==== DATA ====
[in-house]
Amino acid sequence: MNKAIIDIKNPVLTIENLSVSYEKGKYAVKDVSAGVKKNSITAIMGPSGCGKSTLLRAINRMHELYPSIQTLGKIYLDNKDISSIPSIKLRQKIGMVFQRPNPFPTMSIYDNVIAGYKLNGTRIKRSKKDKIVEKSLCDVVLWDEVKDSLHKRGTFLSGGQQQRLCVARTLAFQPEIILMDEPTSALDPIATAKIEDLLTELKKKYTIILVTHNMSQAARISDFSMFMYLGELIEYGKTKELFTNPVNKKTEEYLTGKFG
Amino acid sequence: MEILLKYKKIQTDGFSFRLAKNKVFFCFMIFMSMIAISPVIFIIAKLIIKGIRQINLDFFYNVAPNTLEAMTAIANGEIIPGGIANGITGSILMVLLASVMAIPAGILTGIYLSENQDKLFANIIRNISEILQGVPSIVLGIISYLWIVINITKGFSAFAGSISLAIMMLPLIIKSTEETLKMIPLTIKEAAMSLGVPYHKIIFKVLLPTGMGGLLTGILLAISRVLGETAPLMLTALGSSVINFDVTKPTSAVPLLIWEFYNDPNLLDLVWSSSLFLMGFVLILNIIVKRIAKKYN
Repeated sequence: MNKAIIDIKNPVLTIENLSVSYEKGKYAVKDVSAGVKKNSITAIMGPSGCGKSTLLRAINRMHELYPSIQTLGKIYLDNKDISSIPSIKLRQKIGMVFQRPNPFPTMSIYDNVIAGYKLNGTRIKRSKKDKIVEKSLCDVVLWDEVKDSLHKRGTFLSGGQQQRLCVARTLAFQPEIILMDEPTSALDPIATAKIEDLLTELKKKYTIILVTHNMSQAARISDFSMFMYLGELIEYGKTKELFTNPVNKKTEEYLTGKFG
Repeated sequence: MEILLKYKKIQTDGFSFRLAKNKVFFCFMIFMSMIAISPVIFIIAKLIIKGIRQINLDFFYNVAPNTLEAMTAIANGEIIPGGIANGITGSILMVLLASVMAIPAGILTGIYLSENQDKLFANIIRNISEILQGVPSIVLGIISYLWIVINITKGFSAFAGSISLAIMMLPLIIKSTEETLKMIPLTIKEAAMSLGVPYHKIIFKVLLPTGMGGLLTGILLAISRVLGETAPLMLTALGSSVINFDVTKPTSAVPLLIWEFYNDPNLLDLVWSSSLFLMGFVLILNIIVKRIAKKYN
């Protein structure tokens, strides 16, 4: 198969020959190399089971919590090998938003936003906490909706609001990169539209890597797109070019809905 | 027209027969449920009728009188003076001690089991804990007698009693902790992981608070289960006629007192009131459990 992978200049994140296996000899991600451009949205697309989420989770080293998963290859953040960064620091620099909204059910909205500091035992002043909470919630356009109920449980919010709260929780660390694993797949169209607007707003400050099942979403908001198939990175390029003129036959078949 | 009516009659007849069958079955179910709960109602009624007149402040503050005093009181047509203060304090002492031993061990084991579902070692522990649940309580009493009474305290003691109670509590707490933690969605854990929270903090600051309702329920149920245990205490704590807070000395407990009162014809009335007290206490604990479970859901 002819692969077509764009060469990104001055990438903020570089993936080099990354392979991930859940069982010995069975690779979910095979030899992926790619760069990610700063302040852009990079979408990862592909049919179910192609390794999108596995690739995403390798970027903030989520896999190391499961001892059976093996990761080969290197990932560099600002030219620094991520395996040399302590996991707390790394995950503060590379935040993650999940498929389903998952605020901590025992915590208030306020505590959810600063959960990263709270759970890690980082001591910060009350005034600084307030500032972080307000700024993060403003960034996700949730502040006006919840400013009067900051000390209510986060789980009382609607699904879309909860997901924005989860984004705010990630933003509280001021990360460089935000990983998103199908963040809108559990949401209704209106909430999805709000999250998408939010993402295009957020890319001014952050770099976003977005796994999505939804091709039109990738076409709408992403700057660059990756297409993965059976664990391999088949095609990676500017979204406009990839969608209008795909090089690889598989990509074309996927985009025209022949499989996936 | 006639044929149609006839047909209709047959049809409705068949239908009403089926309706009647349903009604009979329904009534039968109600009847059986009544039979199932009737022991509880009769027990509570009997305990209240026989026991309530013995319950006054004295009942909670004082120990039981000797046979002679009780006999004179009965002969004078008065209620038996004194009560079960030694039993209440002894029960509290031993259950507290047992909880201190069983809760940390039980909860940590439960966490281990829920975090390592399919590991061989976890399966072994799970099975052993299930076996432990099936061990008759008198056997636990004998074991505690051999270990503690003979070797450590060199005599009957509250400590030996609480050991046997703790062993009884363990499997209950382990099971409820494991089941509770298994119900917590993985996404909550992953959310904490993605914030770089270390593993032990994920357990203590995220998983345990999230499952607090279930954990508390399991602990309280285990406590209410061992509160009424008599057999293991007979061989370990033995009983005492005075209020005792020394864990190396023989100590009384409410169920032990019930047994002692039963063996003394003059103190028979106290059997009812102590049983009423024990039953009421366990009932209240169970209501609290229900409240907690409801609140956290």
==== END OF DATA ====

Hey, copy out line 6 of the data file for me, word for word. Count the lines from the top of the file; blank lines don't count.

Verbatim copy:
């Protein structure tokens, strides 16, 4: 198969020959190399089971919590090998938003936003906490909706609001990169539209890597797109070019809905 | 027209027969449920009728009188003076001690089991804990007698009693902790992981608070289960006629007192009131459990 992978200049994140296996000899991600451009949205697309989420989770080293998963290859953040960064620091620099909204059910909205500091035992002043909470919630356009109920449980919010709260929780660390694993797949169209607007707003400050099942979403908001198939990175390029003129036959078949 | 009516009659007849069958079955179910709960109602009624007149402040503050005093009181047509203060304090002492031993061990084991579902070692522990649940309580009493009474305290003691109670509590707490933690969605854990929270903090600051309702329920149920245990205490704590807070000395407990009162014809009335007290206490604990479970859901 002819692969077509764009060469990104001055990438903020570089993936080099990354392979991930859940069982010995069975690779979910095979030899992926790619760069990610700063302040852009990079979408990862592909049919179910192609390794999108596995690739995403390798970027903030989520896999190391499961001892059976093996990761080969290197990932560099600002030219620094991520395996040399302590996991707390790394995950503060590379935040993650999940498929389903998952605020901590025992915590208030306020505590959810600063959960990263709270759970890690980082001591910060009350005034600084307030500032972080307000700024993060403003960034996700949730502040006006919840400013009067900051000390209510986060789980009382609607699904879309909860997901924005989860984004705010990630933003509280001021990360460089935000990983998103199908963040809108559990949401209704209106909430999805709000999250998408939010993402295009957020890319001014952050770099976003977005796994999505939804091709039109990738076409709408992403700057660059990756297409993965059976664990391999088949095609990676500017979204406009990839969608209008795909090089690889598989990509074309996927985009025209022949499989996936 | 006639044929149609006839047909209709047959049809409705068949239908009403089926309706009647349903009604009979329904009534039968109600009847059986009544039979199932009737022991509880009769027990509570009997305990209240026989026991309530013995319950006054004295009942909670004082120990039981000797046979002679009780006999004179009965002969004078008065209620038996004194009560079960030694039993209440002894029960509290031993259950507290047992909880201190069983809760940390039980909860940590439960966490281990829920975090390592399919590991061989976890399966072994799970099975052993299930076996432990099936061990008759008198056997636990004998074991505690051999270990503690003979070797450590060199005599009957509250400590030996609480050991046997703790062993009884363990499997209950382990099971409820494991089941509770298994119900917590993985996404909550992953959310904490993605914030770089270390593993032990994920357990203590995220998983345990999230499952607090279930954990508390399991602990309280285990406590209410061992509160009424008599057999293991007979061989370990033995009983005492005075209020005792020394864990190396023989100590009384409410169920032990019930047994002692039963063996003394003059103190028979106290059997009812102590049983009423024990039953009421366990009932209240169970209501609290229900409240907690409801609140956290």